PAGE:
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Posted on February 8, 2018 - 3:25pm, by abrown

By Spencer Showalter

For this week’s dose of #OceanOptimism, let’s fly across the Pacific to meet Hawaii’s state marine mammal: the Hawaiian monk seal (Neomonachus schauinslandi)! This charismatic animal is the oldest seal species on the planet—evidence indicates that they have lived on the Hawaiian islands for several million years. Unfortunately, they’re also one of the most endangered marine mammal species in the world. Presently, their population is estimated at about 1,400 seals, which comes out to about 30% of historic estimates for the species. Between 1950 and 2013 the species declined continuously due to a number of forces, including food limitations, shark predation, and most importantly, humans. Fishermen leave behind marine debris and inactive fishing nets, which lead to potentially fatal entanglement. Tourists take over beaches where monk seals historically hauled out to rest, escape predation, and raise young. Finally, beachgoers often feed monk seals, which can be dangerous to the seal and limit their capacity to learn to hunt for themselves.

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Posted on February 8, 2018 - 3:21pm, by abrown

By Ashley Bagley

Ocean acidification is Puget Sound’s silent killer for marine organisms – acidifying seawater cannot be readily seen, yet its effects are pervasive and detrimental to the Sound’s ecology and renowned shellfish industry. Ocean acidification occurs when the ocean absorbs carbon dioxide from the atmosphere, which creates a foundational change in seawater chemistry – carbon dioxide reacts with water to create carbonate and bicarbonate ions. As a result, seawater becomes more acidic.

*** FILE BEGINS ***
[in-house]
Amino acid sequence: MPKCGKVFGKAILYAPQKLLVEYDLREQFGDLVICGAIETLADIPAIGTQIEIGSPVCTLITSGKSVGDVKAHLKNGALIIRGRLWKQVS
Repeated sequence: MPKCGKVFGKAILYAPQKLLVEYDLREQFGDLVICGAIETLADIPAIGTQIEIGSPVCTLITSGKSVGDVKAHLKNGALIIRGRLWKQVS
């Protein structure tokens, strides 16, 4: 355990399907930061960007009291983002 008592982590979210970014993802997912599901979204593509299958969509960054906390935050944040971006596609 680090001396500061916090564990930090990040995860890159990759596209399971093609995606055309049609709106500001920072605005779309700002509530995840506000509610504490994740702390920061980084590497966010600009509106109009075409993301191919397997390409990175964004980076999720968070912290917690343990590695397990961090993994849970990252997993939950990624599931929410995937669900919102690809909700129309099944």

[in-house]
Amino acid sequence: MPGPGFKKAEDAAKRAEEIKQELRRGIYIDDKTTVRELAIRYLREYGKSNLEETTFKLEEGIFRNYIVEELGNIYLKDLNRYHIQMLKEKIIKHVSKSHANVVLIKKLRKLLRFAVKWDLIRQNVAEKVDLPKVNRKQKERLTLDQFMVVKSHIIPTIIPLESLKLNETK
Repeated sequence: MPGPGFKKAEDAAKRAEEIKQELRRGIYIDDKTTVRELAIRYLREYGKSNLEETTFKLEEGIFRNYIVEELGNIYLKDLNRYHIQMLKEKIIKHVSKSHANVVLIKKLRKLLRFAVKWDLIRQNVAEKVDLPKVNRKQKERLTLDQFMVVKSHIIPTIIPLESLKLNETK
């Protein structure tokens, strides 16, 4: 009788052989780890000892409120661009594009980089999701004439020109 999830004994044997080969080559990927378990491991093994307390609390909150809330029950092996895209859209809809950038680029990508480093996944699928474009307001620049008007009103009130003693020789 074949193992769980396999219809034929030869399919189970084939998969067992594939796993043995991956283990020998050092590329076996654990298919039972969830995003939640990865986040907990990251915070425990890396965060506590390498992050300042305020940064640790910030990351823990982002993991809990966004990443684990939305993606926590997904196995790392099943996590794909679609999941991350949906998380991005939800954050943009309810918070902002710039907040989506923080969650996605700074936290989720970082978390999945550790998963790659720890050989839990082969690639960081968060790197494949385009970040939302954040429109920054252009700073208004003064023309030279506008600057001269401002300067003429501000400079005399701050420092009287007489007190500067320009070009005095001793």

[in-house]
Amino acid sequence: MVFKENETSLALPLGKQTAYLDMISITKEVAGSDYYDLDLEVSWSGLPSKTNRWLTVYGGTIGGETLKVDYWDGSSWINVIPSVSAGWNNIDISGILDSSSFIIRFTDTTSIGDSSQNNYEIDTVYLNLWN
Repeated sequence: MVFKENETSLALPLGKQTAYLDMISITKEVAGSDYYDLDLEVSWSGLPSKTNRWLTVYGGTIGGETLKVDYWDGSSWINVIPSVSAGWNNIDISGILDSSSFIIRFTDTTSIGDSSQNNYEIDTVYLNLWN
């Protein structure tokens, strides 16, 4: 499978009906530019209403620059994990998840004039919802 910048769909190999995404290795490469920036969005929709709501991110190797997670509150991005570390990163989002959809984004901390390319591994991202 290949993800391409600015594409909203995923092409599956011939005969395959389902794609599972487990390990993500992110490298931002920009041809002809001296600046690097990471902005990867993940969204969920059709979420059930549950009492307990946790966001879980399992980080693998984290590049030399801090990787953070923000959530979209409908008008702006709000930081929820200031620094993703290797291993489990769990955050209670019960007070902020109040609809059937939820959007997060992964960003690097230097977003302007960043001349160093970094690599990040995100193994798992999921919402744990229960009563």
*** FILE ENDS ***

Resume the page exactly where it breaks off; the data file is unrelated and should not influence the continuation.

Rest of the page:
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At this time, Dos Mares is an initiative, is not yet a incorporated legal non-profit, and their most frequent activity at this time is educating Central America's people about ocean conservation and marine research, though the most common social networks. However, Dos Mares pretend to implement specific programs and projects according the Dos Mares Conceptual Plan II. 

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Posted on February 5, 2018 - 4:25pm, by nwehner

By Nick Wehner, MarXiv Project Director

The primary method for obtaining full-text papers behind a journal’s paywall for those without institutional library access* is to email the author to ask for a free copy. But that cannot happen when you do not know the email address of the author, which SpringerNature does not offer.

SpringerNature does not show the email address for any corresponding author of any journal they publish. Not a one. Go take a look for yourself and see. Here’s one paper in Nature if you don’t feel like searching.

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Posted on February 5, 2018 - 12:59pm, by abrown

By Kelly Martin

You open the newspaper or scroll through your newsfeed and it’s everywhere: another oil spill, natural disaster, or endangered species gone extinct. Doom and gloom fills the pages of most news we see, particularly news concerning the environment. After a while you may think to yourself, “is it even worth trying to fix the planet anymore?” You’re not alone in this sentiment: researchers at Columbia University’s Center for Research on Environmental Decisions (CRED) call this “emotional numbing,” a phenomenon that occurs after repeated exposure to emotionally draining scenarios. In a world saturated with information about the many environmental disasters happening all around us, it is easy to become numb to these issues. “Eco-anxiety” has also become an increasingly recognized problem, as issues ranging from devastating natural disasters to the more gradual impacts of climate change are linked to stress, a feelings of powerlessness, depression, and post-traumatic stress disorder. One study found that in Australia, 25% of children are “so troubled about the state of the world that they honestly believe it will come to an end before they get older.”